Sugar, Fructose, High Fructose Corn Syrup and Gout

From the Gout and You website, this article examines the role of sugar & HFCS in the development of gout and increased risk of gout attacks.

The culprit appears to be fructose which increases uric acid levels and when uric acid levels get high enough, they harden and crystallize which causes a gout attack to occur. Our modern day diet consists of a very high consumption of fructose, mainly in the form of high fructose corn syrup (HFCS).

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The Parallels Between Synthetic Opiates and High Fructose Corn Syrup

High Fructose Corn Syrup and synthetic opiates have many similarities in metabolism, marketing, and impact on the epidemics of obesity and addiction.

Over the last three decades, two health crises have simultaneously overwhelmed modern America: obesity and addiction. The rise of both and a driving factor of each – opioids for addiction, and sugar for obesity – can be traced to two similar inventions, the creation and proliferation of synthetic opiates, and the promulgation of high fructose corn syrup. However, these two products are not only similar in how they have been marketed to consumers, but in how their chemical architecture metabolizes in the human body.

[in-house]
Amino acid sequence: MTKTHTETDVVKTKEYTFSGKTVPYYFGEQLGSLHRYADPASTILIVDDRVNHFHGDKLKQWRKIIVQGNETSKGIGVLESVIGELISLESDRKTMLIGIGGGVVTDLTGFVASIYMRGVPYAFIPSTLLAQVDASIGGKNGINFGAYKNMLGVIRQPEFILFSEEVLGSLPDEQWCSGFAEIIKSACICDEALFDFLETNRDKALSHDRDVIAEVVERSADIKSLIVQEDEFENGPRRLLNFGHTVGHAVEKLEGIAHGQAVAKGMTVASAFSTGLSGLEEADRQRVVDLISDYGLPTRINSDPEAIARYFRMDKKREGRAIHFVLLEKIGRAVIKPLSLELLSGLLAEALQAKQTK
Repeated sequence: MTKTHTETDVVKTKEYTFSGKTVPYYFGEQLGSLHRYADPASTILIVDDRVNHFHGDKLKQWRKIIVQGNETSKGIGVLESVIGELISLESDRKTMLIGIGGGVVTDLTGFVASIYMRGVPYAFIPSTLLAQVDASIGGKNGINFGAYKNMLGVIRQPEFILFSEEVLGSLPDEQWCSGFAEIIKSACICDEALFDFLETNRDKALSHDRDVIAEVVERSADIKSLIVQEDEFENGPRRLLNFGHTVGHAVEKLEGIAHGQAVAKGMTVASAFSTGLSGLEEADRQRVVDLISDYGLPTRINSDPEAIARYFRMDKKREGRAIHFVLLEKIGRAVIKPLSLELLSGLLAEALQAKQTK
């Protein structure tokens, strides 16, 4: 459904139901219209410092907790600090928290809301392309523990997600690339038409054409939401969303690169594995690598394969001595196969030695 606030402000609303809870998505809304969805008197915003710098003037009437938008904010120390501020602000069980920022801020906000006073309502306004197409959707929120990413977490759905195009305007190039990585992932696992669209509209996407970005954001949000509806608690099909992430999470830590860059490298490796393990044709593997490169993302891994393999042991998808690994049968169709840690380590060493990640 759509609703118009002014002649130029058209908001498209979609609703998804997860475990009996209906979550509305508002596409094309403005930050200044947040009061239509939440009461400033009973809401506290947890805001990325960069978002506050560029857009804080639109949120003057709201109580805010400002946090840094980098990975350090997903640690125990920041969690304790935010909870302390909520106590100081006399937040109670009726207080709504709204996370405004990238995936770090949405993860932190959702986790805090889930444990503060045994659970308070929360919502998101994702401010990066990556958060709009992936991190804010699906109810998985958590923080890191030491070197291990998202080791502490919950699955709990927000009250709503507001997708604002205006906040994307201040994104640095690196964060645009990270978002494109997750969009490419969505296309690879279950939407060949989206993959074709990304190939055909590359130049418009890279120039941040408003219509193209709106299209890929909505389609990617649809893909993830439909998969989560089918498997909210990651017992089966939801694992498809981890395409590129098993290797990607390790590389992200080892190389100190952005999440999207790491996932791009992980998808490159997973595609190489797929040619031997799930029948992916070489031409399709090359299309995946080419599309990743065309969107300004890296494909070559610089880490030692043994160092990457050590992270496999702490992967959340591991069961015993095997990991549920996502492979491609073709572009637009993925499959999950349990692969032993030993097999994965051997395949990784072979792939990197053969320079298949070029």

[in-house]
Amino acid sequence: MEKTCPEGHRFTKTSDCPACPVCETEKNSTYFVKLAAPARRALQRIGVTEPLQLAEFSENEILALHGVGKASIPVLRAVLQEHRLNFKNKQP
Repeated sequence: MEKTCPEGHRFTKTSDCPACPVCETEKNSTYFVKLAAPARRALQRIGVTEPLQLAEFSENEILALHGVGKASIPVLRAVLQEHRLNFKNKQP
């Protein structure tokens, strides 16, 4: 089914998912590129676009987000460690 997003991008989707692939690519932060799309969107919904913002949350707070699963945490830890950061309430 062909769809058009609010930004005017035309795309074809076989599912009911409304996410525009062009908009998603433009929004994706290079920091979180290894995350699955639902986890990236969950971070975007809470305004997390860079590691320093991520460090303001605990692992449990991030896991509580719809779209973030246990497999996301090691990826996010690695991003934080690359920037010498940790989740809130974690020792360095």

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How Sugar Fuels the Growth of Cancer

Researchers may be able to explain how sugar might fuel the growth of cancer. They say it boils down to one type of sugar in particular: fructose.  Tests in mice show a possible mechanism for how it happens. The findings, published in the journal Cancer Research, support studies that suggest people who consume more sugar have a higher risk of cancer — especially breast cancer.

The researchers fed mice four different diets that were either heavy in starch or heavy in different types of sugar. What they found is that “Any sugar helped make the tumors grow faster, but fructose did it significantly more. ”

The implications for people are clear. Cohen notes that fructose consumption in the U.S. surged from about half a pound a person a year in 1970 to more than 62 pounds a year in 1997. That’s mainly due to the broad use of high fructose corn syrup.

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